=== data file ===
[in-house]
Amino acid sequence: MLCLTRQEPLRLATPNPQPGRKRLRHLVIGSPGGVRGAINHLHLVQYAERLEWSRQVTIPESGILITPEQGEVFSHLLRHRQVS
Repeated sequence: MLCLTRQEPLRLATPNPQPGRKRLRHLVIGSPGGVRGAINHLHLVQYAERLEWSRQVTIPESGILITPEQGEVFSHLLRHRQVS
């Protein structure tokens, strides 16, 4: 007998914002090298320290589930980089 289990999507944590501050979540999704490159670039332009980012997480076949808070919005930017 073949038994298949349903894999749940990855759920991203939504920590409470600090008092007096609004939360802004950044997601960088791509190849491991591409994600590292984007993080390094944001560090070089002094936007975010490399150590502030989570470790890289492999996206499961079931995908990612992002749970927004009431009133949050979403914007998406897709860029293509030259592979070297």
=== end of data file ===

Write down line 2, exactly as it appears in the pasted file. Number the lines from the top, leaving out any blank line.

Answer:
Amino acid sequence: MLCLTRQEPLRLATPNPQPGRKRLRHLVIGSPGGVRGAINHLHLVQYAERLEWSRQVTIPESGILITPEQGEVFSHLLRHRQVS